Saturday, October 28, 2006


Musharraf Pardons Mullah Omar

The Australian - PAKISTAN'S controversial deal with tribal militants in North Waziristan - touted as the blueprint for a peace accord with insurgents in Afghanistan - was authorised by Taliban leader Mullah Omar.

The confirmation, disclosed last night, of the direct involvement of Mullah Omar and his senior supporters in the secret September 5 Waziristan accord suggests it could be used as the basis for an agreement to coax the Taliban back into the Government in Kabul.

Originally thought to be simply a regional deal concerning the remote and hostile frontier terrain in Pakistan where Osama bin Laden and senior al-Qa'ida leaders are believed to be living, it has now emerged it involved Taliban leaders who were on a "most wanted" list of insurgent combatants in Afghanistan.

According to last night's reports, all were subsequently pardoned by the Pakistani authorities and now live openly in North Waziristan.

Pakistani President Pervez Musharraf says he has been given the go-ahead by commanders of the NATO coalition to create a similar accord with the Taliban across a broader front.

Mullah Omar's role reveals an important advance in peace negotiations. Not seen in public since the fall of Kabul to the Tajik-led Northern Alliance forces, he retains absolute power within the Taliban.

Reports last week claimed he is living at an address in the Baluchistan capital of Quetta in Pakistan, but these have not been confirmed. Closely allied to al-Qa'ida, he is believed to be in regular contact with bin Laden and deputy Ayman al-Zawahiri.

General Musharraf insists the North Waziristan accord is a crucial step towards resolving the conflict in Afghanistan.

But reports last night suggested the deal had led to far more militancy on the part of the Taliban in the region.

Witnesses were reported as saying that two Taliban offices were operating openly in Miramshah, the town that serves as the capital of North Waziristan.

Despite a key demand in the agreement that militants cease infiltration into Afghanistan from North Waziristan, NATO commanders say infiltration has risen 300 per cent since the signing of the accord.

The beheading of suspected anti-Taliban spies has continued in recent weeks, despite a stipulation in the arrangement that all such killings should stop.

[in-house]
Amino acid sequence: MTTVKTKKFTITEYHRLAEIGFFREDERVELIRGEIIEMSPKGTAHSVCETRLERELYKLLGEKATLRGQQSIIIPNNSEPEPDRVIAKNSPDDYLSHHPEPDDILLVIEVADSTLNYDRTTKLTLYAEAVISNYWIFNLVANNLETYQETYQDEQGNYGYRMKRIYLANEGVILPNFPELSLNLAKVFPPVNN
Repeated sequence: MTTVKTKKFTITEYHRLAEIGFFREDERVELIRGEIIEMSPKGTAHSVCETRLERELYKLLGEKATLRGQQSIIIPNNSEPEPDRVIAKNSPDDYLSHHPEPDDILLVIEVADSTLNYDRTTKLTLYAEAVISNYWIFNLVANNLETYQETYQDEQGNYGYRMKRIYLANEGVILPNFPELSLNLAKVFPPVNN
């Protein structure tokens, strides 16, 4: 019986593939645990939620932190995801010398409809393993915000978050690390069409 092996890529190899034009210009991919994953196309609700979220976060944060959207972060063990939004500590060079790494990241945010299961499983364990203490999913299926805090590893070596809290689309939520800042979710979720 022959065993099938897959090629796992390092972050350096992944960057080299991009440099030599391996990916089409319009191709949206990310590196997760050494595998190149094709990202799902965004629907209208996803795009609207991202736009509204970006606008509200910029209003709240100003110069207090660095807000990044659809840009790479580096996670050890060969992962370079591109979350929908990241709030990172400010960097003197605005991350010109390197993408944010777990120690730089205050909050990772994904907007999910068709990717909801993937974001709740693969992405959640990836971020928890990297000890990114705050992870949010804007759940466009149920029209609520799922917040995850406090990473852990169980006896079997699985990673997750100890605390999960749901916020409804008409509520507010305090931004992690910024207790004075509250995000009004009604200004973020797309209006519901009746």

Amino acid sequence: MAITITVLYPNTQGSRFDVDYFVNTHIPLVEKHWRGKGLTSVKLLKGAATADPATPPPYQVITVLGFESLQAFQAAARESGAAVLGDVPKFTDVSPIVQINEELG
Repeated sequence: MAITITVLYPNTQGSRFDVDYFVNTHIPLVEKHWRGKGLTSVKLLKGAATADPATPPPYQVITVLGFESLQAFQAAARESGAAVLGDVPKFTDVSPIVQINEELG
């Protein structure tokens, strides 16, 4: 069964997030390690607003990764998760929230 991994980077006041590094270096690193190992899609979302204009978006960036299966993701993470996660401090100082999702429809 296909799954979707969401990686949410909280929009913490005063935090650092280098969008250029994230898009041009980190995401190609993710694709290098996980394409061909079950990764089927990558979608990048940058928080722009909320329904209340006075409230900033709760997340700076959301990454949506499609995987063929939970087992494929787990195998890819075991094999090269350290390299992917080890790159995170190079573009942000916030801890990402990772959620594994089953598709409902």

In Afghanistan, Taliban fighers also show no sign of easing the campaign to reclaim power.

The Taliban's military commander, Mullah Dadullah, has been filmed personally executing eight men accused of spying for the "Christian and crusader" coalition forces.

Clips released to a Pakistani television station, apparently provided by Mullah Dadullah, show the alleged spies being decapitated and their heads being placed on their torsos.

The footage also shows suicide bomb volunteers receiving "tickets to heaven" from Mullah Dadullah, and a clerk nearby casually registering their names in what appears to be a ledger.

The clips include photograghs of suicide bombers extolling their their missions in Afghanistan and suggesting that suicide bombing is increasing.

But none of this will deflate General Musharraf's confidence in parlaying the North Waziristan arrangement into Afghanistan peace talks.

It seems he is heartened by what he sees as relative peace in the region, with militants no longer attacking his forces in North Waziristan, which have mainly withdrawn to their barracks and no longer launch attacks on the insurgents.

"Peace is the desired goal," said one New Delhi analyst.

"But one look at the agreement and the situation on the ground and it is glaringly evident that the (Pakistani) Government has chosen the path of pacification by appearing to capitulate to the militants rather than by taking corrective measures to ensure lasting peace."

Meanwhile, it was disclosed last night that Pakistani security authorities have arrested eight al-Qa'ida suspects for involvement in what appears to have been an attempt to kill General Musharraf last week and overthrow his military-led regime.

"The arrests have been made by intelligence agencies by tracing the mobile phone calls they made to activate detonators," announced Interior Minister Aftab Ahmed Khan Sherpao.